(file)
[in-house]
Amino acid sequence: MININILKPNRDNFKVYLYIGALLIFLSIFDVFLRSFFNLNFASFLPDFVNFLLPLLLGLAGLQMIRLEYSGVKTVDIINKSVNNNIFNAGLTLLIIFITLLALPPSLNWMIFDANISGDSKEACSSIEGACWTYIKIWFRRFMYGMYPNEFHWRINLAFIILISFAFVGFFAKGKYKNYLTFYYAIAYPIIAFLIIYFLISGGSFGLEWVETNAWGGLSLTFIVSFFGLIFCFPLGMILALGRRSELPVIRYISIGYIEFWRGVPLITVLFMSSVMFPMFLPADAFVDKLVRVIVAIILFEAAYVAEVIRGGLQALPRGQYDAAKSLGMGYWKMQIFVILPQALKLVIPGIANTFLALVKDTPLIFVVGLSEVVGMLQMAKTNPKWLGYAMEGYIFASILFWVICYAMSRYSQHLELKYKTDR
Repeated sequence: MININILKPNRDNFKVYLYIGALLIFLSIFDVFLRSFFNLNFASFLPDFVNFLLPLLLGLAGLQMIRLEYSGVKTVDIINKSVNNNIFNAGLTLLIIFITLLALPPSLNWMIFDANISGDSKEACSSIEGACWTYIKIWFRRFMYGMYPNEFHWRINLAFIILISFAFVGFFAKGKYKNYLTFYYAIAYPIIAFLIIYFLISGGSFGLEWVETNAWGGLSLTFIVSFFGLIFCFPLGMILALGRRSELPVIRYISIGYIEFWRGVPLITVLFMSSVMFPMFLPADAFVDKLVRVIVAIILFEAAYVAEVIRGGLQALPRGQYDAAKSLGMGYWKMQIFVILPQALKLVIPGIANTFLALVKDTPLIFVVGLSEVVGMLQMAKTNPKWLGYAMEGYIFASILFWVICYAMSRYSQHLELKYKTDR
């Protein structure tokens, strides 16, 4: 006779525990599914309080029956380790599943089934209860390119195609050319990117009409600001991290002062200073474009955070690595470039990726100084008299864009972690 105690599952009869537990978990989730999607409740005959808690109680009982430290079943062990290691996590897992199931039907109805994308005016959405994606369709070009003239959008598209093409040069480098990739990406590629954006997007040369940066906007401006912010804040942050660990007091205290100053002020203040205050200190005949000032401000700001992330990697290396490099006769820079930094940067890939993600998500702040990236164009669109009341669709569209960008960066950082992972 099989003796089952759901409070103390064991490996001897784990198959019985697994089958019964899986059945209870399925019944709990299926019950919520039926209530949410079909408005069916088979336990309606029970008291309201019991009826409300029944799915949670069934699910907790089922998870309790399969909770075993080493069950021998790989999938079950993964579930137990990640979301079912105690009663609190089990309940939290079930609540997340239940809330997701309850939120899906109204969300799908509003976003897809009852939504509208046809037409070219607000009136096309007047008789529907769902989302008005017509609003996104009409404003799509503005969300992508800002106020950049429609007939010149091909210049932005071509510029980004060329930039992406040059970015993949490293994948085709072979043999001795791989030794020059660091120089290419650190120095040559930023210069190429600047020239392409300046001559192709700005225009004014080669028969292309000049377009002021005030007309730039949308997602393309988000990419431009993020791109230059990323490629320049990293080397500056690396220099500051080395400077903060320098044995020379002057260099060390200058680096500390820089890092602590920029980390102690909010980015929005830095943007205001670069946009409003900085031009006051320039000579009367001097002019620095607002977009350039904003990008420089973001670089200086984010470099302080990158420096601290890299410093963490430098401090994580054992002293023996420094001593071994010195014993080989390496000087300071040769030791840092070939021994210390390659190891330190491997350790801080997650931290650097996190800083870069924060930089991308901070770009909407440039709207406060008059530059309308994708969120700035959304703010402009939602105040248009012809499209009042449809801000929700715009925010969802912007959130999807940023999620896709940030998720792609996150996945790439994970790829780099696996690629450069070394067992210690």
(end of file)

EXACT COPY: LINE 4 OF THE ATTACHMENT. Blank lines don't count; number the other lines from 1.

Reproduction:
């Protein structure tokens, strides 16, 4: 006779525990599914309080029956380790599943089934209860390119195609050319990117009409600001991290002062200073474009955070690595470039990726100084008299864009972690 105690599952009869537990978990989730999607409740005959808690109680009982430290079943062990290691996590897992199931039907109805994308005016959405994606369709070009003239959008598209093409040069480098990739990406590629954006997007040369940066906007401006912010804040942050660990007091205290100053002020203040205050200190005949000032401000700001992330990697290396490099006769820079930094940067890939993600998500702040990236164009669109009341669709569209960008960066950082992972 099989003796089952759901409070103390064991490996001897784990198959019985697994089958019964899986059945209870399925019944709990299926019950919520039926209530949410079909408005069916088979336990309606029970008291309201019991009826409300029944799915949670069934699910907790089922998870309790399969909770075993080493069950021998790989999938079950993964579930137990990640979301079912105690009663609190089990309940939290079930609540997340239940809330997701309850939120899906109204969300799908509003976003897809009852939504509208046809037409070219607000009136096309007047008789529907769902989302008005017509609003996104009409404003799509503005969300992508800002106020950049429609007939010149091909210049932005071509510029980004060329930039992406040059970015993949490293994948085709072979043999001795791989030794020059660091120089290419650190120095040559930023210069190429600047020239392409300046001559192709700005225009004014080669028969292309000049377009002021005030007309730039949308997602393309988000990419431009993020791109230059990323490629320049990293080397500056690396220099500051080395400077903060320098044995020379002057260099060390200058680096500390820089890092602590920029980390102690909010980015929005830095943007205001670069946009409003900085031009006051320039000579009367001097002019620095607002977009350039904003990008420089973001670089200086984010470099302080990158420096601290890299410093963490430098401090994580054992002293023996420094001593071994010195014993080989390496000087300071040769030791840092070939021994210390390659190891330190491997350790801080997650931290650097996190800083870069924060930089991308901070770009909407440039709207406060008059530059309308994708969120700035959304703010402009939602105040248009012809499209009042449809801000929700715009925010969802912007959130999807940023999620896709940030998720792609996150996945790439994970790829780099696996690629450069070394067992210690």